Ella Fitzgerald, Ella Wishes You a Swinging Christmas

Album of the Week, December 31, 2022

Every family has their holiday musical traditions. Many play the Vince Guaraldi A Charlie Brown Christmas album (we do, a lot). Some might play the Partridge Family Christmas album (we don’t, at all). But a tradition that Lisa and I discovered in the late 1990s, when it was reissued on CD, was Ella Fitzgerald’s first Christmas album.

I was thinking the other day about why jazz Christmas albums work so well. My conclusion: there’s a whole lot of Christmas songs that are really just Great American Songbook numbers, most of them from the same writers as those august luminaries. “Santa Claus is Coming to Town”? Fred Coots and Haven Gillespie, who also gave us “You Go to My Head.” “Have Yourself a Merry Little Christmas”? Hugh Martin and Ralph Blane, of “The Trolley Song” (both from the musical Meet Me in St. Louis). “What Are You Doing New Years’ Eve?” is a Frank Loesser song, who also wrote “Slow Boat to China,” “Spring Will Be a Little Late This Year,” and the songs for the Hans Christian Anderson musical, among many others. And that’s just picking three tracks from the first side of this album…

The 1960 recording session for Ella Wishes You a Swinging Christmas came at a propitious time in Ella’s career. As we noted in reviewing Ella and Duke at the Côte D’Azur, she was in the middle of recording her Song Book series, each release of which celebrated a particular composer of the Great American Songbook. In 1960, she had just released the George and Ira Gershwin volume the year before, which followed the Irving Berlin volume from 1958, the Duke Ellington volume in 1957, and both the Rodgers and Hart and Cole Porter volumes in 1956. Accordingly, the selection here features six numbers from Song Book composers (side 1 ends with “Have Yourself a Merry Little Christmas,” by Bob Wells with Mel Tormé; on side 2, there’s also Sammy Cahn and Jule Styne’s “Let It Snow! Let It Snow! Let It Snow!” and Irving Berlin’s “White Christmas”). But there are also numbers from other sources, including Leroy Anderson’s great “Sleigh Ride,” Johnny Marks’ “Rudolph the Red Nosed Reindeer” (surely the most durable 20th century song based on a Montgomery Wards advertising mascot!), “Frosty the Snowman,” Felix Bernard and Richard B. Smith’s “Winter Wonderland,” and even Count Basie’s “Good Morning Blues,” which here receives its definitive 20th century performance. (The 21st century crown for this number might go to Cécile McLorin Salvant with the Lincoln Center Jazz Orchestra.)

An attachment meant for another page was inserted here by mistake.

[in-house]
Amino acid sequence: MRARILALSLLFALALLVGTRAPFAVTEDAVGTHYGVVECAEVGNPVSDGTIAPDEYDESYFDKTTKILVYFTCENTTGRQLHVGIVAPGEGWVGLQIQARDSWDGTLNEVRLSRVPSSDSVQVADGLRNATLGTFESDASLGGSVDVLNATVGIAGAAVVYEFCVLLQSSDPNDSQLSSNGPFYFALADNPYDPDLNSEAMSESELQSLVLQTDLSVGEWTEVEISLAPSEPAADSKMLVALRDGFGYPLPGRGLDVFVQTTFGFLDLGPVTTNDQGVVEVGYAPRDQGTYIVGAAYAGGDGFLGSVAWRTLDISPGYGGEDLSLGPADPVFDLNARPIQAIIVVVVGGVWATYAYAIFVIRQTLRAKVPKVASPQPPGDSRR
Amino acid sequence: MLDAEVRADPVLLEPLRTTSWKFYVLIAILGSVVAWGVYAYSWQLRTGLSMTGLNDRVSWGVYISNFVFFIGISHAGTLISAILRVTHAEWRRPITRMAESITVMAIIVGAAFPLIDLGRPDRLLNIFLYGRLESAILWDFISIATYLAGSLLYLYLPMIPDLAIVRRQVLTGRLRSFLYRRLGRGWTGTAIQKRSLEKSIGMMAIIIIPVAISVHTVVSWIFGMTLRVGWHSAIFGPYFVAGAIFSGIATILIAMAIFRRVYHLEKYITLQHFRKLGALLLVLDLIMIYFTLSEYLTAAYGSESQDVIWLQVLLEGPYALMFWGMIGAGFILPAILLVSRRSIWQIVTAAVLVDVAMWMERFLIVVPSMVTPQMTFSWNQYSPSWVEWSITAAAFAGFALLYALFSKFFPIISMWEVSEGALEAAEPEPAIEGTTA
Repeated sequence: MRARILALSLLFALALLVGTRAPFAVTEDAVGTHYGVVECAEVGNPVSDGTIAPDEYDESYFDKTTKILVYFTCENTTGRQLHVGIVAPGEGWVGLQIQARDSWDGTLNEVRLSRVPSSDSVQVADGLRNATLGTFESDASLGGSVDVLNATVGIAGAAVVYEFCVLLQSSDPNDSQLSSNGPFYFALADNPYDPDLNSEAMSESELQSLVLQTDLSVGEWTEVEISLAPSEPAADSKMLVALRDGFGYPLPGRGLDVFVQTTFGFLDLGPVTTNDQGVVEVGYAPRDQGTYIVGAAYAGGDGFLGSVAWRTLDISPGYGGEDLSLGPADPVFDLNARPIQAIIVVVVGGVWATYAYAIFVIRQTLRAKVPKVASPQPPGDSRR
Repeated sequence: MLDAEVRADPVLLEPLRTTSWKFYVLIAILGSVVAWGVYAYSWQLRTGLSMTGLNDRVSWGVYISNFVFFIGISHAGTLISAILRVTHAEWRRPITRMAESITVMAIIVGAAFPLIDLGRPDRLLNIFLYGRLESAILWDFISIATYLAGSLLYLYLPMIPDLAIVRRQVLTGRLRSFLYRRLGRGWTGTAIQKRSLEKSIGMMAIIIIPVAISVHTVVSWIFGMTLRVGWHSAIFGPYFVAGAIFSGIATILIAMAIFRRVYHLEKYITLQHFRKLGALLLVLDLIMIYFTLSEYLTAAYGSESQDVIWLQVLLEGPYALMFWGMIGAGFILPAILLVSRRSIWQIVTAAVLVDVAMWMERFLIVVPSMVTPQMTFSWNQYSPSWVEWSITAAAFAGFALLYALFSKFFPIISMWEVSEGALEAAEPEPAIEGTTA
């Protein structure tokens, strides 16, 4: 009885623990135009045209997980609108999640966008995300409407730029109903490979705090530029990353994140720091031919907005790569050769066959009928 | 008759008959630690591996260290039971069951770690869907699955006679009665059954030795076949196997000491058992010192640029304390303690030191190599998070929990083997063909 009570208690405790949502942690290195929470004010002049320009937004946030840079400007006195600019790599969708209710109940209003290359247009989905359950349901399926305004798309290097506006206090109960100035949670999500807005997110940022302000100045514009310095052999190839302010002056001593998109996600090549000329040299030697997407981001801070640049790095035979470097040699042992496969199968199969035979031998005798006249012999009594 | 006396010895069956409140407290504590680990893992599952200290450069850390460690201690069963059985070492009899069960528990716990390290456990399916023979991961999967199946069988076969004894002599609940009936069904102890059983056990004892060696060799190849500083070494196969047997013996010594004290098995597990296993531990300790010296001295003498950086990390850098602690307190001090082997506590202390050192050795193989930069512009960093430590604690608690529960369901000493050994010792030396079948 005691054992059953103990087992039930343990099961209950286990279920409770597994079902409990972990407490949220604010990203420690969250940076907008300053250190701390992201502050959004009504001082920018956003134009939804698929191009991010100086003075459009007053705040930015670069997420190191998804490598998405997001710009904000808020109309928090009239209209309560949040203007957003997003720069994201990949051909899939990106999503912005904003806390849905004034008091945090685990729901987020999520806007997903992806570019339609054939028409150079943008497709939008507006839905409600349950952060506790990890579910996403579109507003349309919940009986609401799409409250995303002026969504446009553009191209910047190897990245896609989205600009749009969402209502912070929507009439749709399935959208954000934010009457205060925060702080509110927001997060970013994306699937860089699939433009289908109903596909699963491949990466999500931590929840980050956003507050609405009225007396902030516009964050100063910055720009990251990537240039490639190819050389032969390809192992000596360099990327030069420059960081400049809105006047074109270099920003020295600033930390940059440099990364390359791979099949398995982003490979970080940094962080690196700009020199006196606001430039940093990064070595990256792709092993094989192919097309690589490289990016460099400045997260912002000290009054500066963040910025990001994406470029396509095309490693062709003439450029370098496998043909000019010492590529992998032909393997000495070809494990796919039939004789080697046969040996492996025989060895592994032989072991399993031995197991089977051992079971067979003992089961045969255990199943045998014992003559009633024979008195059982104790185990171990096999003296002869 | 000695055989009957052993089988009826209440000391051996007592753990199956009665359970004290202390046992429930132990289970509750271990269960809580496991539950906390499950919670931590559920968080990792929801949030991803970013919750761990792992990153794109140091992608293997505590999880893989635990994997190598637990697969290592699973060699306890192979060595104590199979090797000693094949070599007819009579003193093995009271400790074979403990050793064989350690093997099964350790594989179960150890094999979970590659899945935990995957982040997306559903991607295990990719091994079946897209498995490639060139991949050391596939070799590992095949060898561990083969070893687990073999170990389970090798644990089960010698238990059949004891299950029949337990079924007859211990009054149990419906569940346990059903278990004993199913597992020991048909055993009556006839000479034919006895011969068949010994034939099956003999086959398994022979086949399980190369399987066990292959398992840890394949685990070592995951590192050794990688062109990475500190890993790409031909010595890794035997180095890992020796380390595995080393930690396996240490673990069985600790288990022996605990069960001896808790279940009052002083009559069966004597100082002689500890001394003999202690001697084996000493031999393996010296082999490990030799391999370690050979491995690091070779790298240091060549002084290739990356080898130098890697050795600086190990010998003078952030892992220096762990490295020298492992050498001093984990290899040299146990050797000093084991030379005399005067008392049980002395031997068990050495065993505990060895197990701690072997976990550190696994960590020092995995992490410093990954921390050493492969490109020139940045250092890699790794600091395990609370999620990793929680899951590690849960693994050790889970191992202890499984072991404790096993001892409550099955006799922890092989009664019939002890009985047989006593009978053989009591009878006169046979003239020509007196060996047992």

And then there’s “Jingle Bells.” It may be the oldest tune on the album, but Ella and arranger/conductor Frank DeVol give J. S. Pierpont’s most famous contribution a mighty workout. This is the one tune on the recording where Ella really lets fly with the jazz swing vocals she is most famous for, culminating with the absolutely bonkers declaration at the end, “I’m just crazy ‘bout horses!” Us too, Ella.

The arrangements throughout veer between relaxed and exuberant, swinging hard throughout, a characteristic shared by Ella’s songbook recordings. In fact, it’s not too much of a stretch to dub this a “missing” songbook recording, as it fits right in. It’s an absolute joy and one worth adding to your record collection.

Listen…

Robert Shaw Chorale, Joy to the World

Album of the Week, December 24, 2022

Last time we wrote about the Album of the Week, a little more than a week ago (so sue me!), we wrote about Fred Waring and the Pennsylvanians. There’s more than an indirect connection to this week’s Album of the Week from that recording; as I noted then, Waring gave Robert Shaw his first job, asking the newly minted graduate of Pomona College to assemble and train a glee club for him.

That was the first of a series of groups led by the young, charismatic musician, culminating in the 1990s in the Robert Shaw Festival Chorus, an invitational choir that assembled each summer for workshops with Shaw in France (and in which many choral musicians in my life, including John Liepold, Bruce Tammen, and Christine Goerke participated). But probably the best known of Shaw’s groups was the Robert Shaw Chorale, the artists behind today’s recording.

Shaw became legendary for his ability to take ordinary—especially amateur— musicians and get extraordinary performances from them. I recall him telling the Cathedral Choral Society when we sang under his direction, either in 1995 or 1999, that “choral music is like sex. Both are far too important to be left solely to professionals.” He meant that it was important to perform with skill but maybe more important to perform with sheer love of music.